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Nutshell by Ian McEwan (Jonathan Cape, £16.99)
Foetuses are surprisingly knowing things, at least when novelists make them talk. The one in Nicola Barker’s short story “Inside Information” came by its knowledge as a transmigrated soul, yet to be scraped clean by the trauma of birth. The third-trimester narrator of Ian McEwan’s Nutshell has been learning from more prosaic sources: his future mother’s consumption of Radio 4, with a hefty side-order of podcasts. He—the foetus has noticed a “shrimp-like protruberance” between his legs—is therefore full of orotund received wisdom on subjects from Syria to safe spaces at universities.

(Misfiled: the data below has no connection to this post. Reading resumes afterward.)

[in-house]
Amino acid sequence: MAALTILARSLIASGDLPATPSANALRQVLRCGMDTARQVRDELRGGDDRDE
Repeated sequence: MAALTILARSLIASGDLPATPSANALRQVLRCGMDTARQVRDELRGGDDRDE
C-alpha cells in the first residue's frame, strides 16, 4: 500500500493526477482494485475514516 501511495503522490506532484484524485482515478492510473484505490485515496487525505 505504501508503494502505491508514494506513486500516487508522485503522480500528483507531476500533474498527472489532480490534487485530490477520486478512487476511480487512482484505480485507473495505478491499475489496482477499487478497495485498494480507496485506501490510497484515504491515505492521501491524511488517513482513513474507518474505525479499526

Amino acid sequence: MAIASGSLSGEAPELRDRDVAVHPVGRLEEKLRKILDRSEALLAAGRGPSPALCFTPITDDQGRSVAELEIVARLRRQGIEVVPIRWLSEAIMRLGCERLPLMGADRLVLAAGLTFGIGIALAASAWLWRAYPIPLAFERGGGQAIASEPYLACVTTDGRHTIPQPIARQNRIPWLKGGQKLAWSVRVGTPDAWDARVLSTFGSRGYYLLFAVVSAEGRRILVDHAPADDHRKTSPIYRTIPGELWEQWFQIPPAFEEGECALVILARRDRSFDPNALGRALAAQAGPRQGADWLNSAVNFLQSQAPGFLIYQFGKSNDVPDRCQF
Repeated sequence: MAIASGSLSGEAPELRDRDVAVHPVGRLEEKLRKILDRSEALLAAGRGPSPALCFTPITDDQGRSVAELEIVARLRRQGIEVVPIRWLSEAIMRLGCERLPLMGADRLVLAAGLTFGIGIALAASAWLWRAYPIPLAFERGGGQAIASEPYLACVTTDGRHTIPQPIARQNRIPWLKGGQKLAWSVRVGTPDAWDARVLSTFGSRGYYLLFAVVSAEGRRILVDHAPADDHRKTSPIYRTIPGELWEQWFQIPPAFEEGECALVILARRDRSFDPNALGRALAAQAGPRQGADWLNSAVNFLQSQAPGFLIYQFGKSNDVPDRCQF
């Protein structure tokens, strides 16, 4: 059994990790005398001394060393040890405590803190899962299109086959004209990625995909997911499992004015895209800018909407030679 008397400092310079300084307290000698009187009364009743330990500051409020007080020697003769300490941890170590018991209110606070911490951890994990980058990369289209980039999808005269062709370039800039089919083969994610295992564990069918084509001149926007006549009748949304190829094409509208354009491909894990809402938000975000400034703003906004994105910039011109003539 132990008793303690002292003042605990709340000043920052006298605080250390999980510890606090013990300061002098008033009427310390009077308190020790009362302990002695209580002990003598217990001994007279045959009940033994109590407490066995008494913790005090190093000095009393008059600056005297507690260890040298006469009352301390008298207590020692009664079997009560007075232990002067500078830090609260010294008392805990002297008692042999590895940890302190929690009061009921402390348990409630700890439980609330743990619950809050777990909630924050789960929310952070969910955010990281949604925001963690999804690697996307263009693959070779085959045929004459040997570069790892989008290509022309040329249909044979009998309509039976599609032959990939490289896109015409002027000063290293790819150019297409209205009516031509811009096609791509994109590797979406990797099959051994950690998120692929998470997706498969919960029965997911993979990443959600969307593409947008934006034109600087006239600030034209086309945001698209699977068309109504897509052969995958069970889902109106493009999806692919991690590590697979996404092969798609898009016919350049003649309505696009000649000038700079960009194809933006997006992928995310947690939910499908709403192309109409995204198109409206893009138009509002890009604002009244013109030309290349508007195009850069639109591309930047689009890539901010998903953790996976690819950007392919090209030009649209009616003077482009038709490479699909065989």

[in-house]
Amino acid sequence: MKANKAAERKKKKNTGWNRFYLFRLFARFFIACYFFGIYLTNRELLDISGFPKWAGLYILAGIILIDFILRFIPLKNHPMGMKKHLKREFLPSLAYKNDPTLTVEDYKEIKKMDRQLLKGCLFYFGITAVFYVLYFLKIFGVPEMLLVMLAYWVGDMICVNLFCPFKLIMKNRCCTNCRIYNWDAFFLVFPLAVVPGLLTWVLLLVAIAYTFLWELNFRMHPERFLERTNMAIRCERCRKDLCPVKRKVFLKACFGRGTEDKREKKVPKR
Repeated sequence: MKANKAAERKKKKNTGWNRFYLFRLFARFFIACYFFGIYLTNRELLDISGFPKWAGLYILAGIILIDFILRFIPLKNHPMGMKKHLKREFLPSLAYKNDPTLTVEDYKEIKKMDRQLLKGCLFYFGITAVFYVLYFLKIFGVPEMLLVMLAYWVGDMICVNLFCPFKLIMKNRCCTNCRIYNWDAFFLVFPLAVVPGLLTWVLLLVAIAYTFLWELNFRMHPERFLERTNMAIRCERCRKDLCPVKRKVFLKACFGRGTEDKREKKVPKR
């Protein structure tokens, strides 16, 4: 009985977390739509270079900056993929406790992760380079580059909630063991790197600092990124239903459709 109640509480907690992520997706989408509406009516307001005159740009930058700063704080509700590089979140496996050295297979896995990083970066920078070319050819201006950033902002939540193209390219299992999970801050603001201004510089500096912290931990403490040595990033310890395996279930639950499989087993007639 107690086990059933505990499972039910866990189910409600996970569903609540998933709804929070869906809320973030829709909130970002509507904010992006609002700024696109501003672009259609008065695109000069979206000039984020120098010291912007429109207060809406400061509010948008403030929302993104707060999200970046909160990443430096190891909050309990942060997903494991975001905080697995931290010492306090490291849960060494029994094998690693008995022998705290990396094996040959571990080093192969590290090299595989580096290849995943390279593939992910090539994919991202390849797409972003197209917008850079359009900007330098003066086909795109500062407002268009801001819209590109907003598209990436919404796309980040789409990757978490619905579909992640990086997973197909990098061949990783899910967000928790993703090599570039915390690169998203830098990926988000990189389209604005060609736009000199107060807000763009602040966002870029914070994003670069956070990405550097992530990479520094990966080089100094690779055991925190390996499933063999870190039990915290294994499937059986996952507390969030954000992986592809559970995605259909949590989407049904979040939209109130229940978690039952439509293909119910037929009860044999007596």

But he is less sure, and desperately worried, about the immediate world into which he is about to emerge. What exactly is Trudy, his mother, planning with her cliché-spouting property-developer lover, Claude? Just how much danger awaits his poet-publisher father, John? And what do they all plan for him? Amid the looping digressions, their story of murder and betrayal pushes forward at thriller speed.
It’s unclear whether the “Drama of the Week” podcast has done Hamlet recently: much of the narrator’s language would suggest so (he also has Claude misquote Lady Macbeth), but he has missed twists that its plot might have helped him to see coming.
Even for a more knowing reader, the plot still holds surprises, as well as pleasurable jolts of recognition. But the rapidity that makes it compulsive also means the world outside the womb never quite acquires emotionally affecting reality. Nutshell remains a splendid lark, in which the narrator’s voice —his cross-placental wine connoisseurship, his precocious grumpiness about World Service theme music—is what will linger in the memory.